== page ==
8 March 2020

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Four Ways To Cope When The Going Gets Tough

"Gaining the right support is definitely the first step towards bouncing back from a difficult situation. Informal support from your network of family and friends is invaluable, but it can't replace the appropriate professional help when you're really struggling..."

Woman holding her head
Woman holding her head (image via pexels.com)
No life is without its challenges, and it would be unrealistic to expect completely smooth sailing all of the time. That's why developing healthy coping mechanisms is so important for everyone - and especially if you have kids to teach those skills to as well. Managing well and having appropriate outlets for stress ans being able to stay calm will serve you well no matter the depths of the situation you encounter. Whether it's going through a personal situation like a divorce or facing redundancy, processing past trauma, or simply not letting the smaller day-to-day incidents build up, learning some tips and techniques can serve you well.

Source Professional Support

Gaining the right support is definitely the first step towards bouncing back from a difficult situation. Informal support from your network of family and friends is invaluable, but it can't replace the appropriate professional help when you're really struggling. Whether it's making contact with an addiction specialist to begin a process of recovery or finding lawyers that specialise in boy scout abuse to begin a journey out of trauma, getting the right help counts for so much. It can be extremely hard to open up, but once you take that step, you're on the road to healing.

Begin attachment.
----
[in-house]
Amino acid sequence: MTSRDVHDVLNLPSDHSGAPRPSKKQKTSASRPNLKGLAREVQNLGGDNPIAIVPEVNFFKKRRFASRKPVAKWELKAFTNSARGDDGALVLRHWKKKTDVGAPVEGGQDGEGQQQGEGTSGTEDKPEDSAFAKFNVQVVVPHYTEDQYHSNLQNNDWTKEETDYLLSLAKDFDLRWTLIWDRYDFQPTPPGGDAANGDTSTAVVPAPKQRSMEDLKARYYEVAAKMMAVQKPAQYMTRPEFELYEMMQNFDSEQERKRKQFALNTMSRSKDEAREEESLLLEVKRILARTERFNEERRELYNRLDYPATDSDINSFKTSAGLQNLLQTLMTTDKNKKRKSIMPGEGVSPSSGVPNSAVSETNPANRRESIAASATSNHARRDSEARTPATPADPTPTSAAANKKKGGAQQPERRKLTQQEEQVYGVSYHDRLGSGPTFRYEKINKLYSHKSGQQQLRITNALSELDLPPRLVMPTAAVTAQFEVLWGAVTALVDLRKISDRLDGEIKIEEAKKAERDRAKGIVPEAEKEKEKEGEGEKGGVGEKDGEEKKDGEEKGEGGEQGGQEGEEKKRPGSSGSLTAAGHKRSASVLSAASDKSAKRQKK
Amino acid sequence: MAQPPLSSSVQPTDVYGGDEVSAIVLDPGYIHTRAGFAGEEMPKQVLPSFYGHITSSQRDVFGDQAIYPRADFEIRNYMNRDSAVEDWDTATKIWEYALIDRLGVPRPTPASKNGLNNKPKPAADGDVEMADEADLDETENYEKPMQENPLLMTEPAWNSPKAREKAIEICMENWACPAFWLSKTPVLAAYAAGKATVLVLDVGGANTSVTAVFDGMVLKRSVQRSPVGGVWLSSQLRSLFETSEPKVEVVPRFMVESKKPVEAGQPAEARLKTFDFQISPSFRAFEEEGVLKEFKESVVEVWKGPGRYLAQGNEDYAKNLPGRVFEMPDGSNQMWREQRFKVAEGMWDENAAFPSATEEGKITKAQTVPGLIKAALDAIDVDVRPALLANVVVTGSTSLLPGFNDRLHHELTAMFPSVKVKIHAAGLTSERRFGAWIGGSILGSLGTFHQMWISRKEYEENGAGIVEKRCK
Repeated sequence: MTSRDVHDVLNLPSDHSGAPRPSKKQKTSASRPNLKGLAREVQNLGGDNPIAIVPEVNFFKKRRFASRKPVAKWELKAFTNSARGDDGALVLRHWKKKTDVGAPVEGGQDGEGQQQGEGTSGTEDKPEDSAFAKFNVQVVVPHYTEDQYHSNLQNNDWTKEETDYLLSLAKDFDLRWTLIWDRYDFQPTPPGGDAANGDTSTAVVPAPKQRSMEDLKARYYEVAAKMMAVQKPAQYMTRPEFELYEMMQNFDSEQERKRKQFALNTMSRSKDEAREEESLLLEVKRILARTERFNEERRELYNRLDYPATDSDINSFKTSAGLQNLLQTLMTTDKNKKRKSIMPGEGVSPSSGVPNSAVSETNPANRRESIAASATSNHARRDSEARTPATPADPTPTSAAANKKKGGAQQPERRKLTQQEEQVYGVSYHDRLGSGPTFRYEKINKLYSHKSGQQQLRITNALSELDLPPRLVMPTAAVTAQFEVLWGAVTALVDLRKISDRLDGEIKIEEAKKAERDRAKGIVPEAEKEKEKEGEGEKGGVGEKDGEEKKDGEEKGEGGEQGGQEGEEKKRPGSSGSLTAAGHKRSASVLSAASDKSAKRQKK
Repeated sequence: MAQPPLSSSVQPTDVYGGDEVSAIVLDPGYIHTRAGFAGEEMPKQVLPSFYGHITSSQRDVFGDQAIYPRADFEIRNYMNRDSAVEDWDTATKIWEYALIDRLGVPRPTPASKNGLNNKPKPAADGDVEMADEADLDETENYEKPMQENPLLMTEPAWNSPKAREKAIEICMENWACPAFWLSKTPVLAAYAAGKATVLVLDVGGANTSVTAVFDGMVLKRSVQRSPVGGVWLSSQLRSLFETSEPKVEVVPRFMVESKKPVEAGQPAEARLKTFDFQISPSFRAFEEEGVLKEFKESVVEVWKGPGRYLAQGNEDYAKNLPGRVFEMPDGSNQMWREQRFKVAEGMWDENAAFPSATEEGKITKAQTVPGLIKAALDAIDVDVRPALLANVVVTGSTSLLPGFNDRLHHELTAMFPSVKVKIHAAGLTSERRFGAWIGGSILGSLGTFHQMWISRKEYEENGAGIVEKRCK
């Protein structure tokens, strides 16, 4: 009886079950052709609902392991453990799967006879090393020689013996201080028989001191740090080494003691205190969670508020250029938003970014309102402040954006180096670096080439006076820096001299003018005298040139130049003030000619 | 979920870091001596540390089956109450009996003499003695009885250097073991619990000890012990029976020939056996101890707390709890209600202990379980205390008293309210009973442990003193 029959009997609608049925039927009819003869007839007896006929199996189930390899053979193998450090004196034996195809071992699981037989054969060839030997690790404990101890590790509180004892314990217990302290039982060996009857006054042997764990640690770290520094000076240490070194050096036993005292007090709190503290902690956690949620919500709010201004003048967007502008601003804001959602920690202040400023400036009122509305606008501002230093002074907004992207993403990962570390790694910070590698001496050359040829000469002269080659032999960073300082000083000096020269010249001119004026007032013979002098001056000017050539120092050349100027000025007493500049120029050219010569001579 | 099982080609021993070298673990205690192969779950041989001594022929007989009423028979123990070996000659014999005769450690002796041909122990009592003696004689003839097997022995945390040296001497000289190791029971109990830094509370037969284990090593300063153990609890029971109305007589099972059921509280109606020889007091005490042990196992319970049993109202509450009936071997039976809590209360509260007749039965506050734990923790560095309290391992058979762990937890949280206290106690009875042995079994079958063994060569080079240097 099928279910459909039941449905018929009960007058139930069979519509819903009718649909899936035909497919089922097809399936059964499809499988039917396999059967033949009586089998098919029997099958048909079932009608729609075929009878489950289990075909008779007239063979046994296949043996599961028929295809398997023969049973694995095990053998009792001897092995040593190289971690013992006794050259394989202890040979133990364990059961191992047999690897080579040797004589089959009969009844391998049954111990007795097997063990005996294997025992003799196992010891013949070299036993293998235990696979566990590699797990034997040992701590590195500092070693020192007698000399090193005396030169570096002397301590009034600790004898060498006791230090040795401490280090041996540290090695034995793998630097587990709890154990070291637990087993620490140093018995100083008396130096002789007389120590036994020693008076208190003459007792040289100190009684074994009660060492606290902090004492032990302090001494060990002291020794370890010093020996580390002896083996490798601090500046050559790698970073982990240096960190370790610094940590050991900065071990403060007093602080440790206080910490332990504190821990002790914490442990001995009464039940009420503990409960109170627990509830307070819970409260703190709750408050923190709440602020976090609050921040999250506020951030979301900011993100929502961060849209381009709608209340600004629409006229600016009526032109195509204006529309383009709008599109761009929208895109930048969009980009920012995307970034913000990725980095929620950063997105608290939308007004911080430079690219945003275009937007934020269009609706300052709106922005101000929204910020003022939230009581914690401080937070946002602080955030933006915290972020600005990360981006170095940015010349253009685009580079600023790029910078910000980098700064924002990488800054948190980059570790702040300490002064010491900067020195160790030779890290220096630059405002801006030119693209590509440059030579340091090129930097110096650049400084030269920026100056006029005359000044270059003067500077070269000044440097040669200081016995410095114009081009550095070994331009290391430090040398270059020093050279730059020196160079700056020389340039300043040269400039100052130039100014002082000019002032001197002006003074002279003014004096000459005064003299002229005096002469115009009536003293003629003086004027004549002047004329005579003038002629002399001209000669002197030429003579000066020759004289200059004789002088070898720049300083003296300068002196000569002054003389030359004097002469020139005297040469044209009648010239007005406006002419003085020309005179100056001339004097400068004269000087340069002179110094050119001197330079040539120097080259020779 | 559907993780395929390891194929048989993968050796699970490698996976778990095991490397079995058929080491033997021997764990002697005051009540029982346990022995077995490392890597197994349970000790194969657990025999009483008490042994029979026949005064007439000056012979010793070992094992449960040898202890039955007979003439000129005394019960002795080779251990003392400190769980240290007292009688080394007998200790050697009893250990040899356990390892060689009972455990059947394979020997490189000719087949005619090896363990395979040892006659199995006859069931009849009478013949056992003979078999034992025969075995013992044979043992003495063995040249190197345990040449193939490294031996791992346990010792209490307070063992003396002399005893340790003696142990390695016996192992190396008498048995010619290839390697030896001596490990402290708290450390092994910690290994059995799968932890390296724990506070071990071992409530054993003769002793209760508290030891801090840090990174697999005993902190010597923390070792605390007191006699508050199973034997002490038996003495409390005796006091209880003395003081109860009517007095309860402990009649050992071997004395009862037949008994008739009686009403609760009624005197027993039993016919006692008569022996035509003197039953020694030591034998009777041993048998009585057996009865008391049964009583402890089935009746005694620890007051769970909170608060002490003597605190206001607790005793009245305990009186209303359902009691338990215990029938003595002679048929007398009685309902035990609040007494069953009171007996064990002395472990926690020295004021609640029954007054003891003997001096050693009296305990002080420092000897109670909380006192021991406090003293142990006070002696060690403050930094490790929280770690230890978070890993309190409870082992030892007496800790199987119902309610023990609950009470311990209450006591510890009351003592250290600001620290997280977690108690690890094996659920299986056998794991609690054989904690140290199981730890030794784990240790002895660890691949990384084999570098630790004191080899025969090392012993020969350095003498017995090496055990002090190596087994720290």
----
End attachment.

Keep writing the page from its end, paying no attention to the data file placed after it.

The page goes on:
Consider Journalling It Out

The process of journalling can be a very helpful way for some people to work through their emotions. Sometimes it's easier to process events and work out feelings in writing, as it gives a critical distance from events. Over the years, people have found keeping a diary to be an extremely helpful process. Don't get too hung up on what to write - go for a stream of consciousness approach and just see what comes up. Journals can also provide a really useful marker in a recovery process of exactly how far you've come.

Show Yourself Some Love

So many people still see self care as somehow selfish, when actually it's indispensable, especially when you have been through a low period or a traumatic event. Often we put additional stress on ourselves by feeling that we have to be seen to be coping just fine without any help. If you've always found that booking a massage, taking a deep bath or using a mindfulness app helps you to feel more grounded, then ramp up that practice and make it a part of your daily routine. What's good for the soul is good for your recovery.

Make Exercise A Part Of Your Life

Getting out into the fresh air and recovering is one of the best things that you can do to help yourself. Exercise releases feel-good hormones called endorphins into your system which can give you a vital boost during tough times. Not to mention all the other positive effects cardiovascular exercise has, from increasing mental focus and problem-solving abilities, to helping to reset your circadian rhythms and get you better quality sleep. So finding a favourite home yoga routine or fitting in a quick run can make a huge difference. Taking small positive steps each day can speed your recovery and give you something to focus on.

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